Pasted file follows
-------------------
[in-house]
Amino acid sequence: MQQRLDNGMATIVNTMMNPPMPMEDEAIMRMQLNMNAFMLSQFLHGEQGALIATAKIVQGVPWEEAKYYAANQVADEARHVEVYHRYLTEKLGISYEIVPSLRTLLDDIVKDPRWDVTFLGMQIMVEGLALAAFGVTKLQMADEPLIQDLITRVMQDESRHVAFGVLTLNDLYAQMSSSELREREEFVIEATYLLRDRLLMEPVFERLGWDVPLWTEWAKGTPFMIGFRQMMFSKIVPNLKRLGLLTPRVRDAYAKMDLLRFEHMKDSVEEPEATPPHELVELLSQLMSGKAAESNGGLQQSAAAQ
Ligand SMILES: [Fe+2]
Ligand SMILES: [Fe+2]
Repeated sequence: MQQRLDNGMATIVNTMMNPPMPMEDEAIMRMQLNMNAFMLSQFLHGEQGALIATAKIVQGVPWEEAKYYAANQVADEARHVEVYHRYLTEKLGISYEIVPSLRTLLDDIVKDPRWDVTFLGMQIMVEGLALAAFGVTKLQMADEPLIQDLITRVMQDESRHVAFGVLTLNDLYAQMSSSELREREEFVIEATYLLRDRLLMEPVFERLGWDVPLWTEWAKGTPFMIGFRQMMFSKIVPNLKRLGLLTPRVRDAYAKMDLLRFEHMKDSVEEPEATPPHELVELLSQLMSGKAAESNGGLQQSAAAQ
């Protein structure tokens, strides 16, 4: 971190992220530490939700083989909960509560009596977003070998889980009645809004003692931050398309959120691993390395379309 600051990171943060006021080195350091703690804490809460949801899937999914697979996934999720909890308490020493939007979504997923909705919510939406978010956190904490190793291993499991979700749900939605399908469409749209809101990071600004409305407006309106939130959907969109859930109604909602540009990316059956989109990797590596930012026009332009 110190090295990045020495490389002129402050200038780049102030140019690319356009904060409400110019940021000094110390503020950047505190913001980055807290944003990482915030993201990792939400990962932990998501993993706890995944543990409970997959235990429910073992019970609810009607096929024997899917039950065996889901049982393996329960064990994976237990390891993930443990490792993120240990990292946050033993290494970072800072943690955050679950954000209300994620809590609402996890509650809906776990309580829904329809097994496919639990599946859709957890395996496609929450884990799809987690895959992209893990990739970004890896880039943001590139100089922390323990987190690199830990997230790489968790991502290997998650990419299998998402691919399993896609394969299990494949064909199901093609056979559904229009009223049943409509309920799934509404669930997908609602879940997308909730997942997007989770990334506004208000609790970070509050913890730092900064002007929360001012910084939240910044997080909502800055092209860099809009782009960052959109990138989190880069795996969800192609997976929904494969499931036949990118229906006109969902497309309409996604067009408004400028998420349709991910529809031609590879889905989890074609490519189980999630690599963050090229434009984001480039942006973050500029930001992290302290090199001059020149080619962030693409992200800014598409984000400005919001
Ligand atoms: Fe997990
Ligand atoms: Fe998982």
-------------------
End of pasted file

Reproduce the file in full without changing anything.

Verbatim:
[in-house]
Amino acid sequence: MQQRLDNGMATIVNTMMNPPMPMEDEAIMRMQLNMNAFMLSQFLHGEQGALIATAKIVQGVPWEEAKYYAANQVADEARHVEVYHRYLTEKLGISYEIVPSLRTLLDDIVKDPRWDVTFLGMQIMVEGLALAAFGVTKLQMADEPLIQDLITRVMQDESRHVAFGVLTLNDLYAQMSSSELREREEFVIEATYLLRDRLLMEPVFERLGWDVPLWTEWAKGTPFMIGFRQMMFSKIVPNLKRLGLLTPRVRDAYAKMDLLRFEHMKDSVEEPEATPPHELVELLSQLMSGKAAESNGGLQQSAAAQ
Ligand SMILES: [Fe+2]
Ligand SMILES: [Fe+2]
Repeated sequence: MQQRLDNGMATIVNTMMNPPMPMEDEAIMRMQLNMNAFMLSQFLHGEQGALIATAKIVQGVPWEEAKYYAANQVADEARHVEVYHRYLTEKLGISYEIVPSLRTLLDDIVKDPRWDVTFLGMQIMVEGLALAAFGVTKLQMADEPLIQDLITRVMQDESRHVAFGVLTLNDLYAQMSSSELREREEFVIEATYLLRDRLLMEPVFERLGWDVPLWTEWAKGTPFMIGFRQMMFSKIVPNLKRLGLLTPRVRDAYAKMDLLRFEHMKDSVEEPEATPPHELVELLSQLMSGKAAESNGGLQQSAAAQ
């Protein structure tokens, strides 16, 4: 971190992220530490939700083989909960509560009596977003070998889980009645809004003692931050398309959120691993390395379309 600051990171943060006021080195350091703690804490809460949801899937999914697979996934999720909890308490020493939007979504997923909705919510939406978010956190904490190793291993499991979700749900939605399908469409749209809101990071600004409305407006309106939130959907969109859930109604909602540009990316059956989109990797590596930012026009332009 110190090295990045020495490389002129402050200038780049102030140019690319356009904060409400110019940021000094110390503020950047505190913001980055807290944003990482915030993201990792939400990962932990998501993993706890995944543990409970997959235990429910073992019970609810009607096929024997899917039950065996889901049982393996329960064990994976237990390891993930443990490792993120240990990292946050033993290494970072800072943690955050679950954000209300994620809590609402996890509650809906776990309580829904329809097994496919639990599946859709957890395996496609929450884990799809987690895959992209893990990739970004890896880039943001590139100089922390323990987190690199830990997230790489968790991502290997998650990419299998998402691919399993896609394969299990494949064909199901093609056979559904229009009223049943409509309920799934509404669930997908609602879940997308909730997942997007989770990334506004208000609790970070509050913890730092900064002007929360001012910084939240910044997080909502800055092209860099809009782009960052959109990138989190880069795996969800192609997976929904494969499931036949990118229906006109969902497309309409996604067009408004400028998420349709991910529809031609590879889905989890074609490519189980999630690599963050090229434009984001480039942006973050500029930001992290302290090199001059020149080619962030693409992200800014598409984000400005919001
Ligand atoms: Fe997990
Ligand atoms: Fe998982």